Thesis Statement May 2010
“First and foremost, as a photographer, I am a manipulator of light. The process that I utilize to create my pieces at its core is a layering of light that is eventually expressed physically using ink. Drawing, collage, and screen-printing which enables me to work freely through several mediums and artistic genres have informed the process I developed.
My images hold texture though not in the traditional way, with the building up of material that you can physically see raised and lowered on the surface of a piece. But rather, it is created through the transitions of colors, the motion of the images, and the scratches from the many screens.
The way I have stylized these images, through Photoshop adjustments, has been to embrace the desaturated marked-up quality that is associated with old analogue film, or motion picture film. My effort is to allude to historical photography using contemporary digital methods. By doing so I add a timeless quality to my pieces that also enhance the feeling of experience that I strive to evoke.
My work has always centrally involved the figure. Mostly, I represent, figures who either confront themselves, the audience, and/or the space around them. I am of the opinion that any piece made is a self-portrait in some way. It is therefore my belief that the figures I depict are more of a self-exploration than a depiction of another individual. By exploring the moves and language of other people and figures, I find that I understand myself more and more. Many ideas about the human condition can be – not answered, but explored by relating to others in conjunction with our selves.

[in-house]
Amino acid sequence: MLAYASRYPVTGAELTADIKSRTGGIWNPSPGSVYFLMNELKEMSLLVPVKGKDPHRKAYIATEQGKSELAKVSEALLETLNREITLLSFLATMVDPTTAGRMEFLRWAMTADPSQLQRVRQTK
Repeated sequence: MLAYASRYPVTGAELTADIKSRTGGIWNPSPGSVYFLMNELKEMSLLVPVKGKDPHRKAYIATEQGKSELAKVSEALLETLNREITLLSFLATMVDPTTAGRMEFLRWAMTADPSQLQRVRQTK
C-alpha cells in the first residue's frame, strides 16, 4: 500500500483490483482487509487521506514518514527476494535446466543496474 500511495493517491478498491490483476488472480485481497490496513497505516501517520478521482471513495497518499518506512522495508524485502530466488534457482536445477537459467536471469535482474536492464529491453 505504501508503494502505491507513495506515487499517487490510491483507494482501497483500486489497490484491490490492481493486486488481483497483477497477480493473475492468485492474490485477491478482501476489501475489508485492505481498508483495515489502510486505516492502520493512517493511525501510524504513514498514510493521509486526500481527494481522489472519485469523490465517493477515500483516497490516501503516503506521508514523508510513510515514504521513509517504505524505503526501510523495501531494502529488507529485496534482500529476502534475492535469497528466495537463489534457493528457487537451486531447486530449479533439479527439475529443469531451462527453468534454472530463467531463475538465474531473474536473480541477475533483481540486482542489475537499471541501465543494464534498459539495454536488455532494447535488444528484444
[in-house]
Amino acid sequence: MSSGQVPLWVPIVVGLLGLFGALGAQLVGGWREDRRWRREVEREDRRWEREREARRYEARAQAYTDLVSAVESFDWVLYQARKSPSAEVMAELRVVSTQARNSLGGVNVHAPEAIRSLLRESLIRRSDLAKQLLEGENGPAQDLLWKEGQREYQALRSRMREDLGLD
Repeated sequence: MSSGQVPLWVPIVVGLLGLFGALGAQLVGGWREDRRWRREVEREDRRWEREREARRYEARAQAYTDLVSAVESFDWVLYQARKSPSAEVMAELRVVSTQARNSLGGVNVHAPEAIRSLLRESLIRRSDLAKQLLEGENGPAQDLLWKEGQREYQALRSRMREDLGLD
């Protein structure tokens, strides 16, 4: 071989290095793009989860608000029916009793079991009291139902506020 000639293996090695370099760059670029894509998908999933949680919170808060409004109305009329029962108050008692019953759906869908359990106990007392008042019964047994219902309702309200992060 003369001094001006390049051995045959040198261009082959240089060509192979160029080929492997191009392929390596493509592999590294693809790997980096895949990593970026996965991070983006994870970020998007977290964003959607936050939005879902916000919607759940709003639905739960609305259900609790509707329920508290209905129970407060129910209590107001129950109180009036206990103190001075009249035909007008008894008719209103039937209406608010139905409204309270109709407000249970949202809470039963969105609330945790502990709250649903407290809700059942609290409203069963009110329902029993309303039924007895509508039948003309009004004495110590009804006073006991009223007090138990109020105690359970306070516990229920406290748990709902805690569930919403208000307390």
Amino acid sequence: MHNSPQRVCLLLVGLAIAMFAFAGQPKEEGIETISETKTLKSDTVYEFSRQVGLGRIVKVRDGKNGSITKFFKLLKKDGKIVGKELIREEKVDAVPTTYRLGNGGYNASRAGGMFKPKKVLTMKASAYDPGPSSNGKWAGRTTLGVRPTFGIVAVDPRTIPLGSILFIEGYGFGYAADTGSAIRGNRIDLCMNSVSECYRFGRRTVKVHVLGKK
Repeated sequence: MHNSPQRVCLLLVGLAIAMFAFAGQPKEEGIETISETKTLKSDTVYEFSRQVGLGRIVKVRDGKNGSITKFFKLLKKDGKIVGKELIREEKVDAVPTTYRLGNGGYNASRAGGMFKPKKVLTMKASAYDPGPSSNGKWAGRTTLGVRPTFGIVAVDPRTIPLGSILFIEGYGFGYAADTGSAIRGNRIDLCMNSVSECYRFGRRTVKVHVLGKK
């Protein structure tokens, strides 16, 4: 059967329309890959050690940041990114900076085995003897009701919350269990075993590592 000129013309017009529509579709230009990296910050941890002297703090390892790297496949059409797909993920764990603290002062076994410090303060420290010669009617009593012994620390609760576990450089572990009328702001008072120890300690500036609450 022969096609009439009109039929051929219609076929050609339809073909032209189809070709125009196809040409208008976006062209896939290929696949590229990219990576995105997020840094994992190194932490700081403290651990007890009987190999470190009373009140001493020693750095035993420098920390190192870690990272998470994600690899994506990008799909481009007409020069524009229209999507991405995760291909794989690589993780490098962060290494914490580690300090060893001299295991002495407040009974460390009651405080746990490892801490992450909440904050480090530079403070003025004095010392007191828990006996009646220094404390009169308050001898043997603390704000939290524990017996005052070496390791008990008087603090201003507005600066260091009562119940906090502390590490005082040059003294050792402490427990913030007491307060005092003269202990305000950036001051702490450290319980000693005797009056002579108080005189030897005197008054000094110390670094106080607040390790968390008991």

The concepts I work through involve abstracting aspects of and or manipulating the figure in such a way that they are no longer a whole figure. I fragment, dissolve, cover, layer, piece together, and work over the figure. Through these processes I carve out and add on my own ideals and movements.
My figures are usually in transition between multiple moments, imposed with reflections, or morphing through space. This compression of time and environment allows my still images to hold and emphasize movement. The many layers of images reference the process of transferring these images from surface to surface while relaying the constant mutability of identity and self-comprehension.
My performance photo shoots, (i.e. my Meg series) have been heavily influenced by Duane Michals, who used photography and story line photos as a tool to investigate philosophy and scrutinize religion. From his own work I have been inspired to explore my own ideologies and beliefs.
Photography has always been likened to truth, but I vehemently disagree with that diagnosis. Photography does not represent truth, but experience. Has not light always been likened to knowledge? The capturing of light can be equated to learning from experience. For me, these pieces are not simply representations of figures, but rather knowledge of the human world as seen from my perspective. Roland Barthes once claimed, “The Photograph is … a cunning dissociation of consciousness from identity.” I agree with Barthes, and like this belief I maintain that my images are less about identity than they are about perceptions from experience.
My works are rooted in photography, but manipulated by drawing, collage, and screen-printing. The conversation that then occurs allows the pieces to associate with contemporary works while alluding to the history of photography and film. All the while they discuss knowledge as they reflect experience, but they never insinuate themselves as infallible.”
-Katharine Friedgen, ©2010, University of Maryland Honors Program